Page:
and physical pixels that one encounters on image displays and
Only hours ago did I learn of the recent problems with D-Link routers.
Remarkable! Just imagine the logical disconnect at the product
development meetings. The marketing folks emphasizing the highly
desirable feature of NTP compliance and the tech folks tossing a list
of 50 servers into the
On Apr 13, 2006, at 10:41 PM, Steve Allen wrote:Today is one of the four days in the year when Newcomb's_expression_ for the equation of time has a value of zeroand it was Samuel Beckett's hundredth birthday. Leap second as Godot: ESTRAGON: And if he doesn't come?
On Feb 17, 2006, at 12:30 PM, Markus Kuhn wrote:
Clive D.W. Feather wrote on 2006-02-17 05:58 UTC:
However, London Underground does print 24:00 on a ticket issued at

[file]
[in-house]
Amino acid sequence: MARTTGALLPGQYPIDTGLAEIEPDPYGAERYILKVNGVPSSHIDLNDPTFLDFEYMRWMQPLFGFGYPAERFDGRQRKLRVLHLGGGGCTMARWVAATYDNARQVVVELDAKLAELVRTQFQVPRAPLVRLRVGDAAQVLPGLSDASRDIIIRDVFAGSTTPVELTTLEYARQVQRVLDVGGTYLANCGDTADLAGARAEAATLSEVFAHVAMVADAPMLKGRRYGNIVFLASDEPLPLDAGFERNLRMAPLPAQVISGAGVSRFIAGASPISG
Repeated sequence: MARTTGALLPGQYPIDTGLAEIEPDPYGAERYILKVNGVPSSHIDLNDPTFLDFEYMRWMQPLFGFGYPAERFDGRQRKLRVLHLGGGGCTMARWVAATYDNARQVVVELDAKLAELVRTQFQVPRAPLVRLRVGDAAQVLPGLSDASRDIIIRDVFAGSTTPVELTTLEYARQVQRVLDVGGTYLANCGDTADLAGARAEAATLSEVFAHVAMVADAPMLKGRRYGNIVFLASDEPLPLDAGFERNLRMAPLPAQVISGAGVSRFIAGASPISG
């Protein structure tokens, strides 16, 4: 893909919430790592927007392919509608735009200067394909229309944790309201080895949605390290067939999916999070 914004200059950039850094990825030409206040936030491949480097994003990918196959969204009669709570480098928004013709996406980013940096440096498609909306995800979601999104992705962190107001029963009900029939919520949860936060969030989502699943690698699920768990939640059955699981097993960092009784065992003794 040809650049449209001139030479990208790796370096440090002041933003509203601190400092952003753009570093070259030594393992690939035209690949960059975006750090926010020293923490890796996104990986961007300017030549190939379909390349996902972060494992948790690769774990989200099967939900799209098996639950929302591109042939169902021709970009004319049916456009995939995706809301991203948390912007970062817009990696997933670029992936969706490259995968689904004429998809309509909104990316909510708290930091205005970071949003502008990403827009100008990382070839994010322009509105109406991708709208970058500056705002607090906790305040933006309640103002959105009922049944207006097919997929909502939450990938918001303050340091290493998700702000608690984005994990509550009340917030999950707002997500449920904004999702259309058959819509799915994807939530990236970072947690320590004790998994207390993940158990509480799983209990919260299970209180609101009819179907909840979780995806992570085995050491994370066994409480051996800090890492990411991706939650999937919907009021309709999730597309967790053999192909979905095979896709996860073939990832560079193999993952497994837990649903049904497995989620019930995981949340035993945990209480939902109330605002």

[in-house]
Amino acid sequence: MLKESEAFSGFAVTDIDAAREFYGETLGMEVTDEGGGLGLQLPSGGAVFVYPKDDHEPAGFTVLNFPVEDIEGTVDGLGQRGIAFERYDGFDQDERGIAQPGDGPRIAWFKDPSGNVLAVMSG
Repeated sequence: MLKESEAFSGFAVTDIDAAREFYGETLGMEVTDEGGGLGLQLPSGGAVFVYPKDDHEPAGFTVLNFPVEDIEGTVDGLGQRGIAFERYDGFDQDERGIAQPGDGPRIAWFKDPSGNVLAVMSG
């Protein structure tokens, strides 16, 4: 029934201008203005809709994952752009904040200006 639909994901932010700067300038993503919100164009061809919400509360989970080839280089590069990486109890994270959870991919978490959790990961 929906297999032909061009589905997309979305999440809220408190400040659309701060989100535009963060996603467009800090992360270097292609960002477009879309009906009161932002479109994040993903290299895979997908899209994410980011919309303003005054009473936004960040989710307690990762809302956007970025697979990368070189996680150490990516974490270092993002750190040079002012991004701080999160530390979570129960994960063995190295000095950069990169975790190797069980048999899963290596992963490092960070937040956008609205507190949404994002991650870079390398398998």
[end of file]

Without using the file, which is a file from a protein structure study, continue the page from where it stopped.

midnight, and in fact continues up to 27:30 (such tickets count as
issued on the previous day for validity purposes, and
On Feb 19, 2006, at 1:35 PM, Steve Allen wrote:A few years ago Joseph S. Myers of Cambridge University went through the trouble of scanning a copy of the proceedings of the 1884 International Meridian Conference, and I put the TIFFs online http://www.ucolick.org/~sla/leapsecs/scans-meridian.htmlI
window around midnight - say,
23:59-00:01, or 2 out of 1440 minutes per day. It should be even
easier for NTP and other UTC transport mechanisms to avoid 2 minutes
out of 365+ days.
This isn't the solution to every challenge facing civil time - but it
sure simplifies the search space.
On Feb 16, 2006, at 2:06 PM, Markus Kuhn wrote:
While there is a 24:00:00, there is certainly *no*
That would be 00:00:00.0001 instead.
Says who? Didn't we just burn a lot of calories discussing whether
UTC was a real number or a continuous function? Time does